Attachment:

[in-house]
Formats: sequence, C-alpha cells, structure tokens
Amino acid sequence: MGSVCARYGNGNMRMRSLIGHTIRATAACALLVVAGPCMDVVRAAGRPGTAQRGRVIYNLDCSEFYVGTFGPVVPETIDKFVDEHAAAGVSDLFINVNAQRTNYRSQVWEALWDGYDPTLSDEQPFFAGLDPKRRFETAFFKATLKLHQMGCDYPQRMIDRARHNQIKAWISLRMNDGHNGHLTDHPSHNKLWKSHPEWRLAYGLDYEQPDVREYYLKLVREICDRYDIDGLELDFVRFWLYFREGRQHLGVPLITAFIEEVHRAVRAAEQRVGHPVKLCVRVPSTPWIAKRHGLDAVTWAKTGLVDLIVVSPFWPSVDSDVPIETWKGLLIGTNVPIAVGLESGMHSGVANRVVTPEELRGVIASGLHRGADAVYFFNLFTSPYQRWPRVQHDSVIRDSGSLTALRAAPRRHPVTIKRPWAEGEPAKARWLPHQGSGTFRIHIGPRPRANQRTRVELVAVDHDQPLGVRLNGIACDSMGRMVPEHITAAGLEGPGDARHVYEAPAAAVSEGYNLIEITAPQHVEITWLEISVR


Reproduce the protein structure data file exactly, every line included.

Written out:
[in-house]
Formats: sequence, C-alpha cells, structure tokens
Amino acid sequence: MGSVCARYGNGNMRMRSLIGHTIRATAACALLVVAGPCMDVVRAAGRPGTAQRGRVIYNLDCSEFYVGTFGPVVPETIDKFVDEHAAAGVSDLFINVNAQRTNYRSQVWEALWDGYDPTLSDEQPFFAGLDPKRRFETAFFKATLKLHQMGCDYPQRMIDRARHNQIKAWISLRMNDGHNGHLTDHPSHNKLWKSHPEWRLAYGLDYEQPDVREYYLKLVREICDRYDIDGLELDFVRFWLYFREGRQHLGVPLITAFIEEVHRAVRAAEQRVGHPVKLCVRVPSTPWIAKRHGLDAVTWAKTGLVDLIVVSPFWPSVDSDVPIETWKGLLIGTNVPIAVGLESGMHSGVANRVVTPEELRGVIASGLHRGADAVYFFNLFTSPYQRWPRVQHDSVIRDSGSLTALRAAPRRHPVTIKRPWAEGEPAKARWLPHQGSGTFRIHIGPRPRANQRTRVELVAVDHDQPLGVRLNGIACDSMGRMVPEHITAAGLEGPGDARHVYEAPAAAVSEGYNLIEITAPQHVEITWLEISVR